Code-driven development

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Reading about development being code-driven on a software developer's blog is a bit surprising, isn't it? As if development was not all about writing code in this industry. Yet some developers use the term to distinguish their method of building web sites with Drupal.

Judging by the top 20 Google search results at the time of writing, the term code-driven development seems to be used exclusively by some in the Drupal community. The only matches not related to Drupal are about test-driven development, demonstrating a lack of other references. Like any community people working with Drupal come up with their own terms for idiosyncratic concepts. However the term code-driven development is misleading and the problem it wants to solve is certainly not unique to Drupal.

Drupal is a breed of content management system for the web that does not require coding skills to customise. Almost every aspect of a Drupal website can be configured through a web UI. An ecosystem of extensions called modules is available and can be added easily to an existing site following the same philosophy. One such extension, the views module, even provides a UI for creating database queries and displaying their results in a highly customisable fashion. All that power is based on storing the configuration that defines the behaviour of a site inside its database along with the content.

Essentially a web content management system like Drupal enables a person, called a site-builder, to define the behaviour of a website entirely through configuration. The way this is achieved has some serious drawbacks though: If development of new features is supported by a team of engineers, distributing configuration changes poses serious challenges. It is not impossible to manage, but it can become tedious work quickly, which might outweigh the advantages of using Drupal over a framework.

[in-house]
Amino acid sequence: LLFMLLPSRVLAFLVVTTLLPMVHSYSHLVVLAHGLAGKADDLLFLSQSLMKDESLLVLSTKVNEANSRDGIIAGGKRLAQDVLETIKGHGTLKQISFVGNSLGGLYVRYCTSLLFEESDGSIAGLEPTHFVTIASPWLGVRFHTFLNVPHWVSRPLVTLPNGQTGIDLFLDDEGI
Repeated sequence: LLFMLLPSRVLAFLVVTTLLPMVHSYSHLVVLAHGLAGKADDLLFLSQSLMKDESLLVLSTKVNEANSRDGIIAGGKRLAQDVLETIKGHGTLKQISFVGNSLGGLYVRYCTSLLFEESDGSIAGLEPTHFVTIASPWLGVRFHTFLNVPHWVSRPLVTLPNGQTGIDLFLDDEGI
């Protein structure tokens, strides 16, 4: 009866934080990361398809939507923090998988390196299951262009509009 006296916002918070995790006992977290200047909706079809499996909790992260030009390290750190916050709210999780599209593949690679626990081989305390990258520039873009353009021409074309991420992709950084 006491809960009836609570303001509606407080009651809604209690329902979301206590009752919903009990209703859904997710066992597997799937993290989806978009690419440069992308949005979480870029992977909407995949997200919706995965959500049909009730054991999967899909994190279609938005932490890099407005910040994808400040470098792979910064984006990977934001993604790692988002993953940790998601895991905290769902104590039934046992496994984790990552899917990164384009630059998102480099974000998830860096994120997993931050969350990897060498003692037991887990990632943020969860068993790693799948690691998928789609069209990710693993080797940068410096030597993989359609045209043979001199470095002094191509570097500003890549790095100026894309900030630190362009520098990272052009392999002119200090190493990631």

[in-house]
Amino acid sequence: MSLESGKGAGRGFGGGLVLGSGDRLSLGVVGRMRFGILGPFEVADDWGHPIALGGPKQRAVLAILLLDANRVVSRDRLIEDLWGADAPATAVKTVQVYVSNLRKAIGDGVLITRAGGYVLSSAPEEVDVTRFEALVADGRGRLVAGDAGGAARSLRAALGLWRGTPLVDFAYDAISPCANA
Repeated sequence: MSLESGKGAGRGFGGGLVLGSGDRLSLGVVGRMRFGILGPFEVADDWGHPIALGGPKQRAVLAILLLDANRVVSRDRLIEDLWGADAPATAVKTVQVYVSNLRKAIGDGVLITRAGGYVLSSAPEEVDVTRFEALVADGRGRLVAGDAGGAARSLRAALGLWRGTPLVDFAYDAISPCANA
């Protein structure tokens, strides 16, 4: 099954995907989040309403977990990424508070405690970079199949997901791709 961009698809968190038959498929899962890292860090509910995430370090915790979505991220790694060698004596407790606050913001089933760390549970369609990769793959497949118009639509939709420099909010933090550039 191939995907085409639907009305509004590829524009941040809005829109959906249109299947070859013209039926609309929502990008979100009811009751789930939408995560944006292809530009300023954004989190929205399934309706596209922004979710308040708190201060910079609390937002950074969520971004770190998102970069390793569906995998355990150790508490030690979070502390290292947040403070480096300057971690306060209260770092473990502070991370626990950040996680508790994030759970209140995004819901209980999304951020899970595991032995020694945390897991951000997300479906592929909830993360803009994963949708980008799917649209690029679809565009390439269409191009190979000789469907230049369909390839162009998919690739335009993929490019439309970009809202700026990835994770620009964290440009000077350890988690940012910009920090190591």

A solution to the challenges posed by Drupal's architecture has been pioneered by making use of the notorious Features module. The idea is to export configuration data from the database and put it into a version control system alongside with the source code. Some people in the community call this approach code-driven development. Obviously, putting configuration files into a version control system does not make their content source code. Eventually the Drupal community came up with the right name for the solution. One of the key new features of Drupal 8 is called Configuration Management.

Comments

Submitted by Albert Albala on Sat, 03/01/2014 - 17:58

I find most people who use Features don't take the concept of code-driven development far enough, still requiring database cloning to create a new environment. If you need to clone the database to get your full functionality, then your version control repo is not really complete. I started using the concept of a site deployment module on all my projects of late, making sure there is one master module which, when enabled, contains everything necessary to make your site unique: features, but also the default theme and all other configuration which is not exportable by features (for example removing the "Powered by..." block, etc.)

Submitted by John_B on Sun, 03/02/2014 - 12:43

Drupal was built primarily with site builders in mind, and this is one reason config. is in the database (which is also true of Wordpress, massively the most successful CMS on the planet). Drupal professionals often say 'if you are not using Features you are doing it wrong.' They are missing the point. It may be because the people who are wirting about Drupal are the minority who are using Drupal for larger sites which it was not really designed for. Now Drupal 8 is made for larger sites, probably because that is where the money is for companies like Acquia and other large Drupal shops with high-level skills. However, central to the concept of Features is the idea of taking a large hammer and trying (with only partial success) to beat Drupal into a different architecture than it was desigend for. If you want all config in code, Drupal 7 is the wrong tool, and historically Drupal was never conceived for that type of use case. Drupal 8 is different of course, and if it works as well as we all hope, it will be right tool for makers of large websites (although whether Drupal with CMI will still work for the vast majority of amateur and small-time professional site-builders which Drupal served so well in the past is an open question).

Submitted by Adjuno on Tue, 01/17/2017 - 01:13

Well drupal is good but most developer now focus on wordpress development which is powered by CSS easy to design, as well as with premium plugins are free.

Submitted by on Tue, 01/17/2017 - 14:06

One reason I stepped away from Wordpress is that the plugins are not all free and it is a bit dodgy how they let you know... you do not find out some plugins cost money until you have already installed it and you see the 'trial version' notices... That's not nice.

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